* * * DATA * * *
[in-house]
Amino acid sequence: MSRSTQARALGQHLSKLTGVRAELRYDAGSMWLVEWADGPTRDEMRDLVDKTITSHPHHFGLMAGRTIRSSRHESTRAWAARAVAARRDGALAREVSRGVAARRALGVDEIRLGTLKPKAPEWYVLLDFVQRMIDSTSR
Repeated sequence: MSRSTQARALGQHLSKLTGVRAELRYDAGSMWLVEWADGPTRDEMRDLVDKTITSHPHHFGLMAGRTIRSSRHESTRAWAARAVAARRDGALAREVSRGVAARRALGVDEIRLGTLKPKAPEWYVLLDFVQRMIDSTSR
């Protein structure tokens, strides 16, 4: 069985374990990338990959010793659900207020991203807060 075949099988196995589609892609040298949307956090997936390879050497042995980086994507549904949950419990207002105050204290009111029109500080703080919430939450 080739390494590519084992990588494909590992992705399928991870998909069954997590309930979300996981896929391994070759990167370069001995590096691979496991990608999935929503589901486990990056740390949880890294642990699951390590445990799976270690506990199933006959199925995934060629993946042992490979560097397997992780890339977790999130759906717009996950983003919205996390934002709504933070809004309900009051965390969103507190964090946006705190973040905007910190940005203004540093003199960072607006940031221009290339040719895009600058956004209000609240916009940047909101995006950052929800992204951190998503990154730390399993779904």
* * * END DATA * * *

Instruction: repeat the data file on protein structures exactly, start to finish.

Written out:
[in-house]
Amino acid sequence: MSRSTQARALGQHLSKLTGVRAELRYDAGSMWLVEWADGPTRDEMRDLVDKTITSHPHHFGLMAGRTIRSSRHESTRAWAARAVAARRDGALAREVSRGVAARRALGVDEIRLGTLKPKAPEWYVLLDFVQRMIDSTSR
Repeated sequence: MSRSTQARALGQHLSKLTGVRAELRYDAGSMWLVEWADGPTRDEMRDLVDKTITSHPHHFGLMAGRTIRSSRHESTRAWAARAVAARRDGALAREVSRGVAARRALGVDEIRLGTLKPKAPEWYVLLDFVQRMIDSTSR
């Protein structure tokens, strides 16, 4: 069985374990990338990959010793659900207020991203807060 075949099988196995589609892609040298949307956090997936390879050497042995980086994507549904949950419990207002105050204290009111029109500080703080919430939450 080739390494590519084992990588494909590992992705399928991870998909069954997590309930979300996981896929391994070759990167370069001995590096691979496991990608999935929503589901486990990056740390949880890294642990699951390590445990799976270690506990199933006959199925995934060629993946042992490979560097397997992780890339977790999130759906717009996950983003919205996390934002709504933070809004309900009051965390969103507190964090946006705190973040905007910190940005203004540093003199960072607006940031221009290339040719895009600058956004209000609240916009940047909101995006950052929800992204951190998503990154730390399993779904």